Once upon a time, under a red and white tent, a circus elephant named Theodore was training very hard for his next performance. The show was on in three hours and his trainer, Mr Max Guthrin, wanted to make sure that everything went perfectly. Although all of the circus animals, from the fleas to the lions, appreciated that Max wanted them to do well, they also knew that he would sometimes get angry if they made a mistake. Luckily, for most of the circus animals, it wasn’t very common that they made mistakes. Except for Theodore. Max had chosen an elephant for his circus show based on the fact that an elephant never forgets. Theodore, however, was not born with this special gift and, every night, just after being introduced as one of the main acts, Theodore would forget what he was meant to do. But, tonight, to everyone’s surprise, Theodore was going to give the performance of a lifetime.
Usually, as soon as his name was called out over the loudspeaker, Theodore would walk out into the ring and the people in the crowd would applaud and cheer, waiting for the beautiful, grey elephant to do something spectacular like roll over or stand on the small stool in the middle of the ring. Not being able to remember what he had learned during the day; all Theodore could do was stand there solemnly and look out at the waiting crowd. Mr Guthrin became so frustrated at Theodore’s lack of memory that, for a few nights, he even tried to sell it as part of his act. “Introducing Theodore, The Amazing Forgetful Elephant!” Mr Guthrin would yell into the microphone, but, as Theodore stood there, the crowds were not convinced, often booing and hissing instead of cheering and clapping.
Some of the other animals tried to help Theodore by giving him ways to remember his routines. Sometimes through rhymes and songs and sometimes by making cards with pictures on them for him to memorise at least the very first thing he was meant to do, but nothing seemed to help.
One evening, while speaking with the fleas about how incredible their performance was, they asked Theodore if he would let them help him remember some of the tricks he was supposed to do out on stage. Although he didn’t think it would do much good, he agreed and the fleas and Theodore spoke about their ideas. The fleas told the elephant they had figured out that he wasn’t able to remember his routines because he was trying so hard to remember something else. Theodore spoke of trying to remember what it was like before he joined the circus and that he never wanted to forget the freedom he had enjoyed before meeting Mr Guthrin. He explained he didn’t like the circus very much, so he didn’t feel like the routines were important enough to take up space in his memory but that remembering his way home was very important to him. Once the fleas knew this, they explained their plan to Theodore and they all went to bed that night very excited about putting their ideas into action.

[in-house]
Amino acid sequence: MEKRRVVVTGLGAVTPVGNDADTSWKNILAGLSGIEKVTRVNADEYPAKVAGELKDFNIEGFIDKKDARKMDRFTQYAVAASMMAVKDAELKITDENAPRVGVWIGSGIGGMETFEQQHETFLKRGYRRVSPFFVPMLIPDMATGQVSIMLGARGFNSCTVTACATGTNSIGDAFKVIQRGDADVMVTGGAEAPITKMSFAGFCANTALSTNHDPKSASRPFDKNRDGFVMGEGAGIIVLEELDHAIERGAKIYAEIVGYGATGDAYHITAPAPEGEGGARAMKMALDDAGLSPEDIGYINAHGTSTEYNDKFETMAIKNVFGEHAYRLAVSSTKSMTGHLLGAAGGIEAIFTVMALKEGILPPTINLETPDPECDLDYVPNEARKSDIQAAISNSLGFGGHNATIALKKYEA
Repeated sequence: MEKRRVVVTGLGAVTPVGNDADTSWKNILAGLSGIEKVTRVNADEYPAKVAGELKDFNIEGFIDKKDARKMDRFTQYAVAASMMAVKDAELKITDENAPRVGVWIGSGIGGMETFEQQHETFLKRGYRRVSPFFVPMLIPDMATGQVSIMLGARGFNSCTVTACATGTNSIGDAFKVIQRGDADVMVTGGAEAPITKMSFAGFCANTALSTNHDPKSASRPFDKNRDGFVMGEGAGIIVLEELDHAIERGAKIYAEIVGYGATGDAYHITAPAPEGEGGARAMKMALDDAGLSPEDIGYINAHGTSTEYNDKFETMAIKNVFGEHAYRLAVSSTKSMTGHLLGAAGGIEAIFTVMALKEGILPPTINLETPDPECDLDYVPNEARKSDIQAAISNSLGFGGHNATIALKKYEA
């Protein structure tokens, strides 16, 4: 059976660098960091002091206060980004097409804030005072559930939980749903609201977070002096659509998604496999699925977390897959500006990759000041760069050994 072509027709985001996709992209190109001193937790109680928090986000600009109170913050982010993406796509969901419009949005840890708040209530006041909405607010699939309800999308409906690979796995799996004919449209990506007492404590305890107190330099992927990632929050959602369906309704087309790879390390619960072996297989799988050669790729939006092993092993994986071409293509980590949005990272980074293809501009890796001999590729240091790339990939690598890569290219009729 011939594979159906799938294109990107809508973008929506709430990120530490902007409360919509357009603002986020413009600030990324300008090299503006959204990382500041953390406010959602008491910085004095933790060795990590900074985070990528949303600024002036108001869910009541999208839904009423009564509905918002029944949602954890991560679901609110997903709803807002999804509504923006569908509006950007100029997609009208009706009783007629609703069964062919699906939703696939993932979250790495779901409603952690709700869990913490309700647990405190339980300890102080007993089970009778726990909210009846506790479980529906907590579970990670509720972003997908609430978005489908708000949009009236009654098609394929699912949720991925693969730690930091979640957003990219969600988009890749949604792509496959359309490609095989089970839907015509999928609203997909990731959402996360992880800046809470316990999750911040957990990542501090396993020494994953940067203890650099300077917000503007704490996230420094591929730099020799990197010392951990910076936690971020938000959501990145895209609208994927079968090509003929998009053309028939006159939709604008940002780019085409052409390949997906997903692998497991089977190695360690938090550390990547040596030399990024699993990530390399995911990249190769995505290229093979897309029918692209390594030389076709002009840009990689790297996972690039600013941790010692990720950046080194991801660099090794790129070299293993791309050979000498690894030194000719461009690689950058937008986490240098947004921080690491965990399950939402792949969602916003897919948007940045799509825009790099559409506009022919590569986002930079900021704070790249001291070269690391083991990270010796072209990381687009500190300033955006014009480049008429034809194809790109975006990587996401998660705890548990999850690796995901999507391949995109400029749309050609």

The next night, as the lion had finished his act, Mr Guthrin nervously introduced Theodore to the stage. Theodore walked out, and, to Mr Guthrin’s surprise, took a bow towards the cheering audience. He continued to look on with amazement as Theodore performed trick after trick, performing the entire routine flawlessly from beginning to end. Once he had finished, Theodore took another bow and the crowd stood up to show their appreciation.
After the show, Mr Guthrin was so happy that he threw a small celebration for Theodore and fell asleep very early, forgetting to lock up the animals for the night. Theodore took the time to say thank you to the fleas for jumping up into his ear to whisper to him what to do each step of the way for the show. Then, as they agreed, Theodore said goodbye to his friends and took this opportunity to make his way out of the circus tent. Using his excellent memory, and his big, grey legs, Theodore began to make the slow journey back home.
My name is Gregg Savage and, every night when the house is quiet, I write and publish a free children’s story at dailytales.com.au for you to share and enjoy.
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